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Gigascience. 2019 Mar 1;8(3). pii: giz004. doi: 10.1093/gigascience/giz004.

The unique composition of Indian gut microbiome, gene catalogue, and associated fecal metabolome deciphered using multi-omics approaches.

Author information

1
Metagenomics and Systems Biology Laboratory, Department of Biological Sciences, Indian Institute of Science Education and Research Bhopal, Bhauri, Madhya Pradesh, 462066, India.
2
Department of Genomic Science, Central University of Kerala, Periye Post, Kasargod, Kerala, 671316, India.
3
Division of Biology, Kansas State University, 116 Ackert Hall, Manhattan, Kansas, KS 66506, USA.
4
Microbiomics Laboratory, Department of Animal Science, University of Minnesota, 1988 Fitch Avenue, Minnesota, MN 55108, USA.
5
Animal Disease Research & Diagnostic Laboratory, Veterinary and Biomedical Sciences Department, South Dakota State University, Brookings, South Dakota, SD 57007, USA.
6
Department of Anthropology, Northwestern University, 1810 Hinman Avenue, Evanston, Illinois, IL 60208, USA.

Abstract

BACKGROUND:

Metagenomic studies carried out in the past decade have led to an enhanced understanding of the gut microbiome in human health; however, the Indian gut microbiome has not been well explored. We analyzed the gut microbiome of 110 healthy individuals from two distinct locations (North-Central and Southern) in India using multi-omics approaches, including 16S rRNA gene amplicon sequencing, whole-genome shotgun metagenomic sequencing, and metabolomic profiling of fecal and serum samples.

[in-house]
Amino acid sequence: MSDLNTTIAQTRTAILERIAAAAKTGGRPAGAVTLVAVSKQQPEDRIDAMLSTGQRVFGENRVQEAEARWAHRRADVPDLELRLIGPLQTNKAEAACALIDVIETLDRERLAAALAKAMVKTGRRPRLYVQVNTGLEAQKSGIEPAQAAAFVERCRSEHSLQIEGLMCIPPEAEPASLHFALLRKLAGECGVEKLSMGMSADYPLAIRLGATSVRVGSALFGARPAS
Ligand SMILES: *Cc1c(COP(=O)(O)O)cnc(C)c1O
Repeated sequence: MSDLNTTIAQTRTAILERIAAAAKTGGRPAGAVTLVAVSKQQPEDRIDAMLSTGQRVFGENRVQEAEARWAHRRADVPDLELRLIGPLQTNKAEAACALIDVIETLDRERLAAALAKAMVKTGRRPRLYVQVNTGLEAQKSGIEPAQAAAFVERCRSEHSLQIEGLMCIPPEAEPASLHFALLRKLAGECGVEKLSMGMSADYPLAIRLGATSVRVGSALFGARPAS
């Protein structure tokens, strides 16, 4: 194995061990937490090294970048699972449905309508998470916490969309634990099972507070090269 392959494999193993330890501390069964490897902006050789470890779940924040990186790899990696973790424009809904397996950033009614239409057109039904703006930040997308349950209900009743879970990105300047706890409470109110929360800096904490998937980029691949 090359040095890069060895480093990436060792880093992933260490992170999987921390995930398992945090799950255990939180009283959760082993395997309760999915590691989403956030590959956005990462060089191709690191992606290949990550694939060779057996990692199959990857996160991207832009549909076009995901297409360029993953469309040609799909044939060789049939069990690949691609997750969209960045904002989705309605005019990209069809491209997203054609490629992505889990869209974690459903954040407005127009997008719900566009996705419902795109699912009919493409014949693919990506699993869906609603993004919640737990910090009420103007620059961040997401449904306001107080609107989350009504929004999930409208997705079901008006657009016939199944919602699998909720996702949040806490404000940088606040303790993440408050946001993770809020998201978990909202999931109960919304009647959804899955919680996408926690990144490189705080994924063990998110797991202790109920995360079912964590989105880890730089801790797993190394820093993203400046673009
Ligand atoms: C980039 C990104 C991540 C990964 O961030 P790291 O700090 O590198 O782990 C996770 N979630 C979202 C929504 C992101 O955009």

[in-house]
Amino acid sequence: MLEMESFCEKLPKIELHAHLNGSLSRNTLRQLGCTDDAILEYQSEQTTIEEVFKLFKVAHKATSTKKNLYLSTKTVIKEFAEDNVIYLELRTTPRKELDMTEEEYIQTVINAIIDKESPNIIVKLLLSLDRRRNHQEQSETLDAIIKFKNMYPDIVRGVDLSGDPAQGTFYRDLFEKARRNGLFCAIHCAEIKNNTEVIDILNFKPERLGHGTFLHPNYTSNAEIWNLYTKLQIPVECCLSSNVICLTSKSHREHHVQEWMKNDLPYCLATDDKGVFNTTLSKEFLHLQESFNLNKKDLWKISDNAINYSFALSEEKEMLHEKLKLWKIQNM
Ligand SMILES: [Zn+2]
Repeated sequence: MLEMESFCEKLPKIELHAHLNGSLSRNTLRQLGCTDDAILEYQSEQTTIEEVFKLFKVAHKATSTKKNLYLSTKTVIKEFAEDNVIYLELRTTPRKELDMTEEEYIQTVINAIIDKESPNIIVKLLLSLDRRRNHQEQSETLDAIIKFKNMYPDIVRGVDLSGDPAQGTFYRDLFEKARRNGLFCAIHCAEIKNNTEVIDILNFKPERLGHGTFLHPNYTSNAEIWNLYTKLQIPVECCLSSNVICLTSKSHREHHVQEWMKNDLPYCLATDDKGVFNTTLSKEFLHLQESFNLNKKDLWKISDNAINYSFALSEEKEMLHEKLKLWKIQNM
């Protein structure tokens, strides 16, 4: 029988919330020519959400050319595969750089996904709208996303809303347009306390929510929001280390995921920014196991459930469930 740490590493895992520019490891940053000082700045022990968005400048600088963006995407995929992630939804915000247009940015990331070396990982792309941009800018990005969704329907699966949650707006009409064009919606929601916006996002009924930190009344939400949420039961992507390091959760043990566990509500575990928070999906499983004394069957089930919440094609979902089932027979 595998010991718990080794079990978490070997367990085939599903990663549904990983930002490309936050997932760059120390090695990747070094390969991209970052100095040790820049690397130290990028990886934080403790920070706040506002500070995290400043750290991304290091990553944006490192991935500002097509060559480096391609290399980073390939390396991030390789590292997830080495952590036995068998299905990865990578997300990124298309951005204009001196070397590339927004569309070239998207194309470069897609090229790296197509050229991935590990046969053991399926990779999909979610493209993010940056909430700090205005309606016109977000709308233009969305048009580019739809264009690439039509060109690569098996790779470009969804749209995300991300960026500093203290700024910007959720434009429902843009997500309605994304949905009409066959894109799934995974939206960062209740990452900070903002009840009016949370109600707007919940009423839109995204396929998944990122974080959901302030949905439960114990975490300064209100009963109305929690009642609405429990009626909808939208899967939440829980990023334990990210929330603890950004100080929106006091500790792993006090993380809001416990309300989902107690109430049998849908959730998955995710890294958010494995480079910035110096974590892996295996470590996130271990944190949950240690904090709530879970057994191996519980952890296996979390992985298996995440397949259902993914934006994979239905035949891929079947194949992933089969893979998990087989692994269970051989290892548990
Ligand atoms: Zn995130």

RESULTS:

The gene catalogue established in this study emphasizes the uniqueness of the Indian gut microbiome in comparison to other populations. The gut microbiome of the cohort from North-Central India, which was primarily consuming a plant-based diet, was found to be associated with Prevotella and also showed an enrichment of branched chain amino acid (BCAA) and lipopolysaccharide biosynthesis pathways. In contrast, the gut microbiome of the cohort from Southern India, which was consuming an omnivorous diet, showed associations with Bacteroides, Ruminococcus, and Faecalibacterium and had an enrichment of short chain fatty acid biosynthesis pathway and BCAA transporters. This corroborated well with the metabolomics results, which showed higher concentration of BCAAs in the serum metabolome of the North-Central cohort and an association with Prevotella. In contrast, the concentration of BCAAs was found to be higher in the fecal metabolome of the Southern-India cohort and showed a positive correlation with the higher abundance of BCAA transporters.

CONCLUSIONS:

The study reveals the unique composition of the Indian gut microbiome, establishes the Indian gut microbial gene catalogue, and compares it with the gut microbiome of other populations. The functional associations revealed using metagenomic and metabolomic approaches provide novel insights on the gut-microbe-metabolic axis, which will be useful for future epidemiological and translational researches.

KEYWORDS:

Indian gut microbiome; branched chain amino acids; core gut microbiome; integrated gene catalog; metabolomics; metagenome-wide association study; metagenomics; short chain fatty acids; whole-genome shotgun

PMID:
30698687
PMCID:
PMC6394208
DOI:
10.1093/gigascience/giz004
[Indexed for MEDLINE]
Free PMC Article

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